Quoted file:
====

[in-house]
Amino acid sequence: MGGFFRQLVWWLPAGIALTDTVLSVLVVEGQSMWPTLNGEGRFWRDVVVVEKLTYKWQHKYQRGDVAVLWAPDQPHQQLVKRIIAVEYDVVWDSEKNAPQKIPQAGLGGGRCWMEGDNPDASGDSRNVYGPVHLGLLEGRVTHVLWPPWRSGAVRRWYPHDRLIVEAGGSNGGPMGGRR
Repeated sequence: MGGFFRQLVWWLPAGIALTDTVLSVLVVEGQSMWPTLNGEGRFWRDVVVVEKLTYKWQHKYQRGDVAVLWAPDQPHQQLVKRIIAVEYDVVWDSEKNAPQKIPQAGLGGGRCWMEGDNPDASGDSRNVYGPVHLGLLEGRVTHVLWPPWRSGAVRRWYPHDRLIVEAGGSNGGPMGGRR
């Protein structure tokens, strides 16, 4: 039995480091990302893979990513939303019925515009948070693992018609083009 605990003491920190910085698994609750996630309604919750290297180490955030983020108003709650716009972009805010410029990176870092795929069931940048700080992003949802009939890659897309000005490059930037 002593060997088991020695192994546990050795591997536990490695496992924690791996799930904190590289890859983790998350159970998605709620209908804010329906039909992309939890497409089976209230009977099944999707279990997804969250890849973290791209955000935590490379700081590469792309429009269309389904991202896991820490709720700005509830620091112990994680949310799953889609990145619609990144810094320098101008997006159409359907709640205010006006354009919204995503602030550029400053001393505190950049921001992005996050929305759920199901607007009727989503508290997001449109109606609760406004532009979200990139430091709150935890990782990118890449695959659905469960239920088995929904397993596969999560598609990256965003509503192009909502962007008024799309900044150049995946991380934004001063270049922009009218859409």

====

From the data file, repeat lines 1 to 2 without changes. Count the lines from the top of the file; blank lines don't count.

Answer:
[in-house]
Amino acid sequence: MGGFFRQLVWWLPAGIALTDTVLSVLVVEGQSMWPTLNGEGRFWRDVVVVEKLTYKWQHKYQRGDVAVLWAPDQPHQQLVKRIIAVEYDVVWDSEKNAPQKIPQAGLGGGRCWMEGDNPDASGDSRNVYGPVHLGLLEGRVTHVLWPPWRSGAVRRWYPHDRLIVEAGGSNGGPMGGRR